If Only Time Permitted

How do the busiest people we know, hold time more as asset for opportunity than ax for hacking shortcuts?

Other busy leaders claim they’d love to rejuvenate broken systems, yet time runs out before they get to change initiatives. Have you seen time blamed as cause for chaos and confusion at work? Do you agree that time’s the culprit?

Good news is that time’s in your control – likely even more than you think. How so? Jackson Brown listed time on benefit side of the ledger for people who prepare their minds to optimize its advantages. How so?

People who claim to lack time, have the same hours daily as Helen Keller, Pasteur, Michaelangelo, Mother Teresa, Leonardo da Vinci, Thomas Jefferson, and Albert Einstein. The difference is in the delegation. Assign time to tasks and your brain will do the rest.

What will time toss back to your day? If assets appear too small, why notime%20and%20change.gift rewire your brain’s plasticity to manageĀ  time. Evidence that it works?

Far higher dividends come back with planned time tactics:

1. Race against your personal best time for those routine that gobble up minutes, and you’ll both reboot focus and avoid usual distractions that chomp up time.

2. Mix more intelligences into your work and enjoy more effective results in less time. At times that means tapping more of your own talents, and at times it involves moving a group’s multiple intelligences up a notch.

3. Remove stress to free up time for top priorities, and watch spaces appear for relaxation. You’ll relax – exercise – dine with friends – start a new hobby – laugh – listen to music – pet the dog – and sleep more, when time’s found for your well-being.

4. Toss in a mental workout and you’ll also reap time-saving benefits from brain warm-ups for quicker mental recharge. A sluggish mind is strengthened and moves more effectively with a few brain calisthenics geared to getting a brain in shape.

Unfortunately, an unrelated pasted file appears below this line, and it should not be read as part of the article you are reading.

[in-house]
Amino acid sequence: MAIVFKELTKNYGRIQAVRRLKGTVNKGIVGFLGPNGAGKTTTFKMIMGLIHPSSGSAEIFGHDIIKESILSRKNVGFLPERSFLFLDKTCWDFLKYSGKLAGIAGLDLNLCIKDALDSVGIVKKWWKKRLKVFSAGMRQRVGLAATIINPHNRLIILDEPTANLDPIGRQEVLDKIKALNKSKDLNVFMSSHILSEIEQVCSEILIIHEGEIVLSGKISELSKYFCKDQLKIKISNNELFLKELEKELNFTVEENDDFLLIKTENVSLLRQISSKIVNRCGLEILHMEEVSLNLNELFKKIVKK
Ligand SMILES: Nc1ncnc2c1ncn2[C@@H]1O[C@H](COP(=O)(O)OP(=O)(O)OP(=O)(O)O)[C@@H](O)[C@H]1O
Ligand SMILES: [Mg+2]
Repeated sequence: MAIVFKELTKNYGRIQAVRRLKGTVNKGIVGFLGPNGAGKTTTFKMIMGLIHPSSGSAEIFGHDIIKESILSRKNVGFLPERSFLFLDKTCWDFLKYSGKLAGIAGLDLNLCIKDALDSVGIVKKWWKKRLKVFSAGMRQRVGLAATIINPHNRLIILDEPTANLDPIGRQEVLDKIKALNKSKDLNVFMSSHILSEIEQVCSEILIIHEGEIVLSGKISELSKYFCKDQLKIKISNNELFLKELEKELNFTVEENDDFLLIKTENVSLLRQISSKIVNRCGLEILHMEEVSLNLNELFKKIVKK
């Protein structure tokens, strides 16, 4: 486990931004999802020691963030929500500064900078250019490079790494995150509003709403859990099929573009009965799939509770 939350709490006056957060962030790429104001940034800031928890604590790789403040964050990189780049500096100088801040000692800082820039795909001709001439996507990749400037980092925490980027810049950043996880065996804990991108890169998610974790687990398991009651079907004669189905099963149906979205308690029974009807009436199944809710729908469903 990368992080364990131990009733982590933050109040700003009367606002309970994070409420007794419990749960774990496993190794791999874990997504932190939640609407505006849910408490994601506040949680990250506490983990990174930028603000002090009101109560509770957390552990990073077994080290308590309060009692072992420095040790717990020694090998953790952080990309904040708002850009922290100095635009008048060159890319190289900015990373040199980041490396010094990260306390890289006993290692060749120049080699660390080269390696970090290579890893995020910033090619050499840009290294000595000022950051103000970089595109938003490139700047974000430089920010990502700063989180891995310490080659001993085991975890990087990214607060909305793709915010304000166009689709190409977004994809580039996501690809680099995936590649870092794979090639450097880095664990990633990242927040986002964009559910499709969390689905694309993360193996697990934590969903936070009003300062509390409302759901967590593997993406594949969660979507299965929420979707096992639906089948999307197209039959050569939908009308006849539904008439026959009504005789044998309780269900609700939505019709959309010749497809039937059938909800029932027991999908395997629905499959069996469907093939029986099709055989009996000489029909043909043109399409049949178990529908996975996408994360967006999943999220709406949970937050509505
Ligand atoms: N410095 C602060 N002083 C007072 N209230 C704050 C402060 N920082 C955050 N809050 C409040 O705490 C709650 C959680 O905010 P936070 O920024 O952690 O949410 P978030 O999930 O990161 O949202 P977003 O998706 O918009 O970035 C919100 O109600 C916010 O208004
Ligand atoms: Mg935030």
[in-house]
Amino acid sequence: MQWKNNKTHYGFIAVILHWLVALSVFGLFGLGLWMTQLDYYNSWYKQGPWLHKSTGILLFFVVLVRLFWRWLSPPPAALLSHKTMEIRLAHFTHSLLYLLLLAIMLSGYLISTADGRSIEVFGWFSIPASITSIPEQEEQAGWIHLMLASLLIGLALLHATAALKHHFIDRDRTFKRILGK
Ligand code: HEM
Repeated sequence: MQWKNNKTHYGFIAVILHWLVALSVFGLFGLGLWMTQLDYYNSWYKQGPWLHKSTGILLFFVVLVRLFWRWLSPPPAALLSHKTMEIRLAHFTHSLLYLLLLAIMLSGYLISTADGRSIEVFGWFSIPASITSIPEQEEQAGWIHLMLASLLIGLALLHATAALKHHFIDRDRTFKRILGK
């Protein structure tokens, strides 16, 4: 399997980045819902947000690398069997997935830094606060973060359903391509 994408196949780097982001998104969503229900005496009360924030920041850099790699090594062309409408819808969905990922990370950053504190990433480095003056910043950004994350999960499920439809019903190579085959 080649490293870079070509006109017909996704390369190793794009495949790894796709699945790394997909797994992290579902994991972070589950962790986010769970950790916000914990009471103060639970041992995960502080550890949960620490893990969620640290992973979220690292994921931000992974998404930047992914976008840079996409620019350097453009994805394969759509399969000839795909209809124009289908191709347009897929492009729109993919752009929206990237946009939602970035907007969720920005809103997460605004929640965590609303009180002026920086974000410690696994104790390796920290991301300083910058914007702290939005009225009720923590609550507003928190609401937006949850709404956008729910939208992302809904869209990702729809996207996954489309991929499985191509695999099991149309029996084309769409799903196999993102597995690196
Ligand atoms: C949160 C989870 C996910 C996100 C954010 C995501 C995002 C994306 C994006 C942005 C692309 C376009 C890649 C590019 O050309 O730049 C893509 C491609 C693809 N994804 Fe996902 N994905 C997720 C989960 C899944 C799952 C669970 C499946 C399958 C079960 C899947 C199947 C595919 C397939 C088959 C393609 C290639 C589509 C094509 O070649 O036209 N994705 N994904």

What mental tune up transforms your mind into a brain buster tool for busy days?

4 Comments

  1. Wally Bock says:

    On the other side of the change issue, many major corporate initiatives never take because the people in charge don’t give them enough time. Big changes take time to absorb, but we Americans have an “instant success” and “put my own stamp on it” culture that works against simply taking enough time. Jack Welch was considered one of the most successful CEOs of all time. It’s worth noting that in his 24 years at GE he only had (depending on whose writing) four or six major initiatives.

  2. eweber says:

    Thanks Wally, you are so right about the time to see change to its fruition! Thanks for the insight.

    I’d written on the Welsh 4 only change initiatives, and yet one could also ask What the change effective? How did Jack Welsh build in ongoing change for his firm, so that it led to onward reflection? These are questions I still wonder about as I consider his leadership in current lights:-) You?

  3. Wally Bock says:

    Hi Ellen. If you measure effectiveness by whether the initiative changed the entire organization in the direction desired, I don’t think there was any question that the change was effective on all of the four or six major initiatives. You can debate whether it was a good strategic choice, but the change was driven into the culture. I think there’s a lot you can debate about Jack Welch’s tenure at GE, but I think two huge lessons that nobody talks about are how to handle a crisis and how to bring about real cultural change in a huge organization.

  4. eweber says:

    Wally — what a book those 2 huge lessons would make! Imagine the strategies that would emerge to help others who face crisis today!

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